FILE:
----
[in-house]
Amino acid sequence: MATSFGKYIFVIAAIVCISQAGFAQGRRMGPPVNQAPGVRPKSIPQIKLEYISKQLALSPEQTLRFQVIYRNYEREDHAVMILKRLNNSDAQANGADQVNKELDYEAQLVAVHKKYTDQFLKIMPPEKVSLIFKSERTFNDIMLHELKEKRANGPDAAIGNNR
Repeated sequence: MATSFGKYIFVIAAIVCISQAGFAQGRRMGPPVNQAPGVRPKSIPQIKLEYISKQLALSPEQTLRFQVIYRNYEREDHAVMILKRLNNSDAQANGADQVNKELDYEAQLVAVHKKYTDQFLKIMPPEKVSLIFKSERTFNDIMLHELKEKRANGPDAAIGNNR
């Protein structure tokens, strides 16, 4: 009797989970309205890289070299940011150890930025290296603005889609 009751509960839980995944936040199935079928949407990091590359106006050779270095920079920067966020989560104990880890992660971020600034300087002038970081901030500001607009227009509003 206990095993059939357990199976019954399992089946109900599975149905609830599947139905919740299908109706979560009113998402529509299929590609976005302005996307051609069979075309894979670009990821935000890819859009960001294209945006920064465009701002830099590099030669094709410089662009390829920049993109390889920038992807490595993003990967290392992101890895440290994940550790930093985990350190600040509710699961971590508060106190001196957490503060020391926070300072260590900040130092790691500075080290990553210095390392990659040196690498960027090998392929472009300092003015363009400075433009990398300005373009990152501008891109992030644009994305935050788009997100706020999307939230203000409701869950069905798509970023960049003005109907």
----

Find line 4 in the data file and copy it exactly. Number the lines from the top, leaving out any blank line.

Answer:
């Protein structure tokens, strides 16, 4: 009797989970309205890289070299940011150890930025290296603005889609 009751509960839980995944936040199935079928949407990091590359106006050779270095920079920067966020989560104990880890992660971020600034300087002038970081901030500001607009227009509003 206990095993059939357990199976019954399992089946109900599975149905609830599947139905919740299908109706979560009113998402529509299929590609976005302005996307051609069979075309894979670009990821935000890819859009960001294209945006920064465009701002830099590099030669094709410089662009390829920049993109390889920038992807490595993003990967290392992101890895440290994940550790930093985990350190600040509710699961971590508060106190001196957490503060020391926070300072260590900040130092790691500075080290990553210095390392990659040196690498960027090998392929472009300092003015363009400075433009990398300005373009990152501008891109992030644009994305935050788009997100706020999307939230203000409701869950069905798509970023960049003005109907």